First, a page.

import flash.text.TextFieldAutoSize;
  import flash.text.AntiAliasType;
  import flash.text.TextFormat;
  import mx.core.FlexGlobals;
  import mx.core.UIComponent;
  public class ProgressView extends UIComponent
  {
    public static const NAME:String   = 'ProgressView';
    public static const SHOW:String = NAME+'Show';
    public static const HIDE:String = NAME + 'Hide'
    public static const UPDATE:String=NAME + 'Update';
    protected var _textField:TextField;
    protected var _text:String;
    protected var _textChanged:Boolean;
    protected var _isShowing:Boolean;
    public function ProgressView()
    {
      super();    // yeah, it's unnecessary, but old habits die hard :)
      _textChanged = false;
      _isShowing   = false;
      _text        = "";
    }
    override protected function createChildren():void
    {
      super.createChildren();
      if( !_textField )
      {
        var textFormat:TextFormat = new TextFormat();
        textFormat.color         = 0x000000;
        textFormat.font         = "arialEmbedded";
        textFormat.size            = 20;
        _textField                 = new TextField();
        _textField.embedFonts      = true;
        _textField.autoSize        = TextFieldAutoSize.LEFT;
        _textField.antiAliasType   = AntiAliasType.ADVANCED;
        _textField.defaultTextFormat=textFormat;
        _text                   = 'Please wait...';
        _textChanged   = true;
        addChild(_textField);
      }
    }
    override protected function commitProperties():void
    {
      super.commitProperties();
      if( _textChanged )
      {
        _textField.text = _text;
        _textChanged    = false;
      }
    }
    override protected function measure():void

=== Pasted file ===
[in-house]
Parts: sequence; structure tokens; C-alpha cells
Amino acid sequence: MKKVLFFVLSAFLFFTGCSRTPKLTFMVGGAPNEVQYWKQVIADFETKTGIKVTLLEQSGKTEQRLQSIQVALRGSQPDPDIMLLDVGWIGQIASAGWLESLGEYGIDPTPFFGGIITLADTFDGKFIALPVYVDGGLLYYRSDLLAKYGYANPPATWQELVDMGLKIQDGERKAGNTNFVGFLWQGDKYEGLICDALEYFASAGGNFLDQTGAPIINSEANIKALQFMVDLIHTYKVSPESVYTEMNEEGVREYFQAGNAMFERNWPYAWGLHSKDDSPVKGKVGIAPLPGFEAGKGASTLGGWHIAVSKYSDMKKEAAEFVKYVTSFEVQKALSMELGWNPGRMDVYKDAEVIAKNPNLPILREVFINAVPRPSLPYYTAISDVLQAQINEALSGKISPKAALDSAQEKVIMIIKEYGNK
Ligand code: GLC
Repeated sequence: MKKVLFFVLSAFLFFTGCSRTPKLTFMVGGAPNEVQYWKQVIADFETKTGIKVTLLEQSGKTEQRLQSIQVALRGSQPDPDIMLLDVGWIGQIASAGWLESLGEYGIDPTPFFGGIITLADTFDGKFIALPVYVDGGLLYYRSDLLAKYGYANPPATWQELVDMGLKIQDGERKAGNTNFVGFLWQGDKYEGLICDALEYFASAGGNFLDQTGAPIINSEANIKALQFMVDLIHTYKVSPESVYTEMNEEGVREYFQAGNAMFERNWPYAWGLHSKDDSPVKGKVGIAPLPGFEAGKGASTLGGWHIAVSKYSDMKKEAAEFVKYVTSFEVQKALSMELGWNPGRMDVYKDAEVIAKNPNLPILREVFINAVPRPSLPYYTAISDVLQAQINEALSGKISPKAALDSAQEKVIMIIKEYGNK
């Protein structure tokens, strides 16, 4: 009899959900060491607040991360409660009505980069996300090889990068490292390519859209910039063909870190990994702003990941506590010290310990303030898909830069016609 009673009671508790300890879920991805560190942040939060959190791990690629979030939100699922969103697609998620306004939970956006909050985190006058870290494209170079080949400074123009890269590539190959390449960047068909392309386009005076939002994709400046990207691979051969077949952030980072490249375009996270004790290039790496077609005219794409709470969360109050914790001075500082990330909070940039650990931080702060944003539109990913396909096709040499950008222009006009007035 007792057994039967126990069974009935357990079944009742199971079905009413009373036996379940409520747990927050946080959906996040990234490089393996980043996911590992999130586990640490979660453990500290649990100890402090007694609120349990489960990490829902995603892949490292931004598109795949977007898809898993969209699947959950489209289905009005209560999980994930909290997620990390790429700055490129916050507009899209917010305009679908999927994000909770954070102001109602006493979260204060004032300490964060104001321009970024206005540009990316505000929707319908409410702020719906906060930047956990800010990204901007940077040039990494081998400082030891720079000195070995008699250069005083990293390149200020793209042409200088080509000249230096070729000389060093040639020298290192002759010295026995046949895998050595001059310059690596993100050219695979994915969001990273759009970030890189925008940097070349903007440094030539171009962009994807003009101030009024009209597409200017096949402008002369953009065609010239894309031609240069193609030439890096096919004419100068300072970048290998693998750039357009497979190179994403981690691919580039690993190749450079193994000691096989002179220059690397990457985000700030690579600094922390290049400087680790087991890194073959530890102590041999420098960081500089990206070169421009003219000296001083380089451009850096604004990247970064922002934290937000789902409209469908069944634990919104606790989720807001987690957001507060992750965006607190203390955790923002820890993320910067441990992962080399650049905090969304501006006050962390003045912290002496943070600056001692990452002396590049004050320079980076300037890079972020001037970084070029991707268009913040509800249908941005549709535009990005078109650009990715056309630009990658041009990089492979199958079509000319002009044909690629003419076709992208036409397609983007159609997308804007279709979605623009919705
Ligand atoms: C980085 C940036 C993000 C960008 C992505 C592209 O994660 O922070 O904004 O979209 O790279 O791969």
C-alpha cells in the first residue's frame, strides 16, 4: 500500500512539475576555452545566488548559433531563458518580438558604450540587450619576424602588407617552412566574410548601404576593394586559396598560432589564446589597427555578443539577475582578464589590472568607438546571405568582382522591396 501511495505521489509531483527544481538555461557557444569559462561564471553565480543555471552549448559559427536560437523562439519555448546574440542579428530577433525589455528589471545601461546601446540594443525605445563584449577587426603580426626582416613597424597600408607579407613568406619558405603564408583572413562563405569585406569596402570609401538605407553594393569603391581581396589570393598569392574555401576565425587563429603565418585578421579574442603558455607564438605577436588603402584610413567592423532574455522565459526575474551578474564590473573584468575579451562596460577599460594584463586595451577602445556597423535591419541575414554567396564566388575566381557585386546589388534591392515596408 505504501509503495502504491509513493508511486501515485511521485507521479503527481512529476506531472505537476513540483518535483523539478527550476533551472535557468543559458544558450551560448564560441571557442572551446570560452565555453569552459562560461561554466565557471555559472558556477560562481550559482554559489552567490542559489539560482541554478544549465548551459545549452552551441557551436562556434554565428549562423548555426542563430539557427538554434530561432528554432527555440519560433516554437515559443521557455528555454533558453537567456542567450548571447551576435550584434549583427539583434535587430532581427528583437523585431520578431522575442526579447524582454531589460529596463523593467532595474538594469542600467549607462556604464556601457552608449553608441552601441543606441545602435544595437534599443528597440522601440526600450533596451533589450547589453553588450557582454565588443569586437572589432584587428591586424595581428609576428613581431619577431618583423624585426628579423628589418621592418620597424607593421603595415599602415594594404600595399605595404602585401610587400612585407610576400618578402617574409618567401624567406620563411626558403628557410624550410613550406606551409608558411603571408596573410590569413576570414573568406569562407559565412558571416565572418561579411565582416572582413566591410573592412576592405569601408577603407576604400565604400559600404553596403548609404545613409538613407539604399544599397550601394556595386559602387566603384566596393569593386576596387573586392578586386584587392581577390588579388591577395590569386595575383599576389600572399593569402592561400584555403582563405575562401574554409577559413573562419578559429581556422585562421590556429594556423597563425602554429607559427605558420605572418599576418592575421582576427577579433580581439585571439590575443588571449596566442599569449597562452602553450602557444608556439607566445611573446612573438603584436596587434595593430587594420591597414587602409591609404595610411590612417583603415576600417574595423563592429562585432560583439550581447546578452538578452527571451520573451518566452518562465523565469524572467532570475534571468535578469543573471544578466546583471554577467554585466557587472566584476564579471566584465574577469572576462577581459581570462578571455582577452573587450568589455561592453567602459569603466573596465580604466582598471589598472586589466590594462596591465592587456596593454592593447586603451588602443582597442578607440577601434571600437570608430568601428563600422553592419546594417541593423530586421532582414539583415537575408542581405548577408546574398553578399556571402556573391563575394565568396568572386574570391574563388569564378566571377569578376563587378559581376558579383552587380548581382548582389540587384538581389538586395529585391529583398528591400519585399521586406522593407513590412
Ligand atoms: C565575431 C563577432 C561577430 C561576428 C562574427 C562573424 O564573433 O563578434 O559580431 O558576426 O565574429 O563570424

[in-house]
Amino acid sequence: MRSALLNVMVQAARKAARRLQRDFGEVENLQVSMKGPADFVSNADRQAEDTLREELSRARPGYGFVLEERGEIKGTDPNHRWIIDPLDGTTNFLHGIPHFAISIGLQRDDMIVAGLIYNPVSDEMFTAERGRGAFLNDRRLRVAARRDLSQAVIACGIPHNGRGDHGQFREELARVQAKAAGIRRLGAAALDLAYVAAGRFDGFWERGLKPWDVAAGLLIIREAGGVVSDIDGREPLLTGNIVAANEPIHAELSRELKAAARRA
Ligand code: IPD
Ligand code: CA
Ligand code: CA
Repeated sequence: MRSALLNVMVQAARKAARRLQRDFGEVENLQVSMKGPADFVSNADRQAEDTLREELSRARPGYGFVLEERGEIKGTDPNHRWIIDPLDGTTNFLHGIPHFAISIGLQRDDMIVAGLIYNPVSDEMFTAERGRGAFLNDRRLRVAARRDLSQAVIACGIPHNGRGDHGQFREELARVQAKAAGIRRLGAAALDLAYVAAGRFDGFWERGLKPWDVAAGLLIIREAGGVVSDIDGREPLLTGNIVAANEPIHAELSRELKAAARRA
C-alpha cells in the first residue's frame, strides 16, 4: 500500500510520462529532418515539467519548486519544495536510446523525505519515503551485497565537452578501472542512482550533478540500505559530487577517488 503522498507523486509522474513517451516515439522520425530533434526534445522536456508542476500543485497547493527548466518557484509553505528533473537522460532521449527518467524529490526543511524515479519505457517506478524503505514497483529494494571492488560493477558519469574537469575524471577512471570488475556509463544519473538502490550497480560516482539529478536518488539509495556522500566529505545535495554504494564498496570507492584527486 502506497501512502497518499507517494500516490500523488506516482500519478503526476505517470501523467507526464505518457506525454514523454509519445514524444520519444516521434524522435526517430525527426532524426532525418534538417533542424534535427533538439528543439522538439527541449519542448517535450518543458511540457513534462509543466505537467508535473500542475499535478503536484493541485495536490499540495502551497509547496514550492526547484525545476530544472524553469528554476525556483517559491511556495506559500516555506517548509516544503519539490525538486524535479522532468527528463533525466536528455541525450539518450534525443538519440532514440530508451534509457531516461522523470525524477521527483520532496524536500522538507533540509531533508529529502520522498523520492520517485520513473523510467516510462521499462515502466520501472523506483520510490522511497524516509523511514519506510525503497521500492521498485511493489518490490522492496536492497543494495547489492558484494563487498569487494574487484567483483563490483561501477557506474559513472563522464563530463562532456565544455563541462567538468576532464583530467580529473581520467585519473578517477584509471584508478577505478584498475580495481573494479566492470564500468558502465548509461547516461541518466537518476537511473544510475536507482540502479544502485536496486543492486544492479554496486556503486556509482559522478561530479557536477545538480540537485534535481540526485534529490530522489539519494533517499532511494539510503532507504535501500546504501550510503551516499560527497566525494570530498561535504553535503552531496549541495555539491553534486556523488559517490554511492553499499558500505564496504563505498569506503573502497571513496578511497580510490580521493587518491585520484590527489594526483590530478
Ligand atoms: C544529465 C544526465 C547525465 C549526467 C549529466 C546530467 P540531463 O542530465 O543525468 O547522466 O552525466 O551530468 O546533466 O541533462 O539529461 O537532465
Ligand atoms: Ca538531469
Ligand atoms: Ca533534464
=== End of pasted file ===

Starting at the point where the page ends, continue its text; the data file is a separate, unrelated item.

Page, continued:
{
      super.measure();
      measuredWidth  = measuredMinWidth  = _textField.width;
      measuredHeight = measuredMinHeight = _textField.height;
    }
    override protected function updateDisplayList(unscaledWidth:Number, unscaledHeight:Number):void
    {
      super.updateDisplayList(unscaledWidth, unscaledHeight);
      _textField.x = Math.round( 0.5*(parent.width  - _textField.width ) );
      _textField.y = Math.round( 0.5*(parent.height - _textField.height) );
      visible = _isShowing;  // could apply animation or whatever here
    }
    public function show():void
    {
      _text ='Please wait...';
      _textChanged = true;
      _isShowing   = true;
      invalidateProperties();
      invalidateSize();
      invalidateDisplayList();
    }
    public function hide():void
    {
      _isShowing = false;
      invalidateProperties();
      invalidateSize();
      invalidateDisplayList();
    }
    public function update(percent:Number):void
    {
      _text        = 'Loaded'+percent+'%';
      _textChanged = true;
      invalidateProperties();
      invalidateSize();
      invalidateDisplayList();
    }
  }
}

This seems like several levels of overkill just for a text field and in a way, that’s true. The purpose of this section of the tutorial is to introduce Flex component development in AS using very simple components. The benefit of using the 3-phase validation model is that it offloads processing of each phase to the most convenient or efficient time as determined by Flex . Every developer that is familiar with the invalidation/validation model can work on another developer’s component without having to learn a new layout or updating model.

One final note is that while addChild() is used to add a text field to a UIComponent, components are added to the display list of other spark components using addElement() in F4. This is illustrated in the ProgressViewMediator,

override public function onRegister():void

{

progressView = new ProgressView();

viewComponent.addElement(progressView);

sendNotification(URLView.GET_DATA);

}

Note that addElement() causes FlashBuilder to call the ProgressView createChildren() method and kicks off the initialization phase of the ProgressView life cycle.

The next section of the tutorial will discuss the URLView.